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Bill Bolsters Legal Efforts of Wells Fargo Fraud Victims

By Richard Adhikari
Dec 8, 2016 5:00 AM PT

United States lawmakers last week introduced legislation to stop Wells Fargo from enforcing arbitration agreements with victims of fraud it perpetrated against them.

Bill Bolsters Legal Efforts of Wells Fargo Fraud Victims

Sen. Sherrod Brown, D-Ohio, the ranking member of the Senate Committee on Banking, Housing and Urban Affairs, and Rep. Brad Sherman, D-Calif., a member of the House Financial Services Committee, introduced the Justice for Victims of Fraud Act of 2016 in their respective chambers.

Among the Senate bill's cosponsors are Sens. Patrick Leahy, Elizabeth Warren, Patty Murray, Richard Durbin, Jack Reed, Al Franken and Jeff Merkley.

House cosponsors include Reps. John Conyers, who serves as ranking member of the Judiciary Committee, Michael Capuano, Matt Cartwright, Judy Chu, Danny Davis, Donna Edwards and Raul Grijalva.

The bill complements an oversight rule prohibiting mandatory arbitration clauses, which the U.S. Consumer Financial Protection Bureau proposed this spring.

The CFPB rule would apply only to contracts signed after its adoption, but the Justice for Victims of Fraud Act would apply retroactively to victims Wells Fargo defrauded, even if they signed contracts that included arbitration clauses for legitimate accounts in the past.

Cooperative Courts

Wells Fargo has achieved some success in court with the argument that arbitration clauses applicable to legitimate accounts also cover accounts the bank fraudulently opened for customers without their consent.

In a push to boost its account numbers, Wells Fargo management over a period of years instructed employees to create millions of unauthorized accounts. The fallout from the fraud included the firing of 5,300 employees and the exit of CEO John Stumpf following a grilling in Congress. The CFPB imposed a fine of $100 million, and Wells Fargo customers stampeded out the door.

In an apparent effort at damage reduction, the bank now is attempting to avoid harsh legal penalties by forcing defrauded customers into arbitration proceedings.

The odds tend to be stacked against consumers when cases go to arbitration. Among other things, strict judicial rules limiting conflicts of interest don't apply, so companies can steer cases to friendly arbitrators. Further, there is no public oversight, and decisions tend to be binding.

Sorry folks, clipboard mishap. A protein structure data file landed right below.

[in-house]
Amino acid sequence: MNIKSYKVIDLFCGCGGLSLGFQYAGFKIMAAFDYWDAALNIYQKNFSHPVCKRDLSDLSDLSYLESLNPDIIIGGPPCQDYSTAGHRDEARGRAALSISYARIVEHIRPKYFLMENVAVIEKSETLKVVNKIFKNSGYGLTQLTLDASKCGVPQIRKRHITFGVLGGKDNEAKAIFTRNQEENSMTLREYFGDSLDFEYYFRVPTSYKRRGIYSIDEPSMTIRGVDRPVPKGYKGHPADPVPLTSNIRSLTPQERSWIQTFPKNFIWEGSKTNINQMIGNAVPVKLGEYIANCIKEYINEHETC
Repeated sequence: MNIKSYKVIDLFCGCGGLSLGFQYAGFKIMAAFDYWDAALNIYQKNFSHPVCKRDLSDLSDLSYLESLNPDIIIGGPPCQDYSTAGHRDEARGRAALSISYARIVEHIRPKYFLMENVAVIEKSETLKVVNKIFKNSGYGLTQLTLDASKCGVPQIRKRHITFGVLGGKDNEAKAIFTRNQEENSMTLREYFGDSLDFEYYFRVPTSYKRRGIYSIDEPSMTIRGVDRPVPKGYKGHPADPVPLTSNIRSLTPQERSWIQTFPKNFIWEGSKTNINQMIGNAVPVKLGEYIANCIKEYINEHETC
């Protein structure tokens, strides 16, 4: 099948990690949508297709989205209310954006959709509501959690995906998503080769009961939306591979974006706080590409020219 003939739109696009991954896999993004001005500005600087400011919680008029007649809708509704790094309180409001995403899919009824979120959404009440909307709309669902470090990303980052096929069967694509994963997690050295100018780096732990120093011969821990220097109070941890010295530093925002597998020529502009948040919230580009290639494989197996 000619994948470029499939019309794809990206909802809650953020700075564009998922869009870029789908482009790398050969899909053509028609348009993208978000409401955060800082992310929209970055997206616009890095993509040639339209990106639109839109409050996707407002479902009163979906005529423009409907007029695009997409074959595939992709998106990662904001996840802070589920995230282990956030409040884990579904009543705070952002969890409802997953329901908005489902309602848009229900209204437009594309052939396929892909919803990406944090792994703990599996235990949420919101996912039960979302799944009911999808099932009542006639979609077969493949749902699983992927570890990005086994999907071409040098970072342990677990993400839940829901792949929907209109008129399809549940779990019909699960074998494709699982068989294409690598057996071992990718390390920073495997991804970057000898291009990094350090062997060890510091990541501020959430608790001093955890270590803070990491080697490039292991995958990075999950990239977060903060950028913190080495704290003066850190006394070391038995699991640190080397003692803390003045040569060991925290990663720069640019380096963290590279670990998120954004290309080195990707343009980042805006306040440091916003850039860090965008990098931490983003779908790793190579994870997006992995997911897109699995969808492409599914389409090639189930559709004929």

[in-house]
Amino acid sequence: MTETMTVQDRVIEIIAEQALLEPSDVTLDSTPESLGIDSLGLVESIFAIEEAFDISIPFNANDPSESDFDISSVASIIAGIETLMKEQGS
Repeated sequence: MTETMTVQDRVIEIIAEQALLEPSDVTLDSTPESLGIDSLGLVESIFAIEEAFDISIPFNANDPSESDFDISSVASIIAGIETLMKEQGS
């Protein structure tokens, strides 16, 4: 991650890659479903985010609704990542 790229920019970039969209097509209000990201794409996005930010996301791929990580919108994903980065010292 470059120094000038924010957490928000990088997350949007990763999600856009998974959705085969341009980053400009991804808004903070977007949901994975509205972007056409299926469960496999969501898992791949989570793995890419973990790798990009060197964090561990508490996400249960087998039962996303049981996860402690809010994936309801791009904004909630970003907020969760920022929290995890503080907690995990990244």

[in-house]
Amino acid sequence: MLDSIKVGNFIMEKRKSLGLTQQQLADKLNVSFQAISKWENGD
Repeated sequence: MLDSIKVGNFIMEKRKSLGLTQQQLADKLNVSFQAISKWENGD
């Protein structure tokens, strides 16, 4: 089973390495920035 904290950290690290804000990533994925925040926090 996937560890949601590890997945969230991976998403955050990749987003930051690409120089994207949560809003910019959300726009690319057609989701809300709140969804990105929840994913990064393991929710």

"It takes a lot of corporate chutzpah to stick people with accounts they didn't ask for and then tell them they can't sue because of an arbitration clause in some other account," Jim Lardner, communications director of Americans for Financial Reform, told CRM Buyer.

Wells Fargo's Dirty Deeds

"This legislation gives these defrauded customers the opportunity to seek justice in court, and is a step in the right direction in bringing fairness to consumer finance," said Melissa Stegman,, a senior policy counsel at the Center for Responsible Lending.

Opening fraudulent accounts isn't the only abusive tactic Wells Fargo has used, she told CRM Buyer, noting that it's also "notorious for manipulating transactions in order to charge excessive overdraft fees."

Court rulings in favor of Wells Fargo's enforcement of arbitration with various disgruntled consumers are in error, maintained Sally Greenberg, executive director of the National Consumers League.

The doctrine of unclean hands should apply in these cases, she told CRM Buyer.

"You come in, commit fraud, and advocate some argument to allow your fraud to be realized -- that's not acceptable," Greenberg said. Wells Fargo "has come in with unclean hands and has no right to force arbitration."

Support for the Bill

The Justice for Victims of Fraud Act has received endorsements from a plethora of organizations, including The American Association for Justice, Consumers Union, the National Consumer Law Center, Americans for Financial Reform, the Center for Responsible Lending, the NAACP, and the National Consumers League.


Richard Adhikari has written about high-tech for leading industry publications since the 1990s and wonders where it's all leading to. Will implanted RFID chips in humans be the Mark of the Beast? Will nanotech solve our coming food crisis? Does Sturgeon's Law still hold true? You can connect with Richard on Google+.


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